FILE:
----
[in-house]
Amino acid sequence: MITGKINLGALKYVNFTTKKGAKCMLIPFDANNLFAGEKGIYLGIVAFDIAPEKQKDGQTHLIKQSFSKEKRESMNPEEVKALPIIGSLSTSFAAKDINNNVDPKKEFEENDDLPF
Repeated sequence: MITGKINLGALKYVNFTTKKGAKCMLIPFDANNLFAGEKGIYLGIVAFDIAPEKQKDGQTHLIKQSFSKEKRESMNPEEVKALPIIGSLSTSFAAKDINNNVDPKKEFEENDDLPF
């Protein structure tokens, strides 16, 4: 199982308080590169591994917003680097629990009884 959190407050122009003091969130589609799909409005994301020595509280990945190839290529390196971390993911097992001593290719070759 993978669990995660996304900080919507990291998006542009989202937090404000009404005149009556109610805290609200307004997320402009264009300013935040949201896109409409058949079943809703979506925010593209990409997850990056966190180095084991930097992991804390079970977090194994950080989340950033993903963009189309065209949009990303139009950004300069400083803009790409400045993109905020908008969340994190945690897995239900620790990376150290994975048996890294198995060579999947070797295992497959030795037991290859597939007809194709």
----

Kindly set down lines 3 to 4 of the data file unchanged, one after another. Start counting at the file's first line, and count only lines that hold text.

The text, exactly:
Repeated sequence: MITGKINLGALKYVNFTTKKGAKCMLIPFDANNLFAGEKGIYLGIVAFDIAPEKQKDGQTHLIKQSFSKEKRESMNPEEVKALPIIGSLSTSFAAKDINNNVDPKKEFEENDDLPF
């Protein structure tokens, strides 16, 4: 199982308080590169591994917003680097629990009884 959190407050122009003091969130589609799909409005994301020595509280990945190839290529390196971390993911097992001593290719070759 993978669990995660996304900080919507990291998006542009989202937090404000009404005149009556109610805290609200307004997320402009264009300013935040949201896109409409058949079943809703979506925010593209990409997850990056966190180095084991930097992991804390079970977090194994950080989340950033993903963009189309065209949009990303139009950004300069400083803009790409400045993109905020908008969340994190945690897995239900620790990376150290994975048996890294198995060579999947070797295992497959030795037991290859597939007809194709």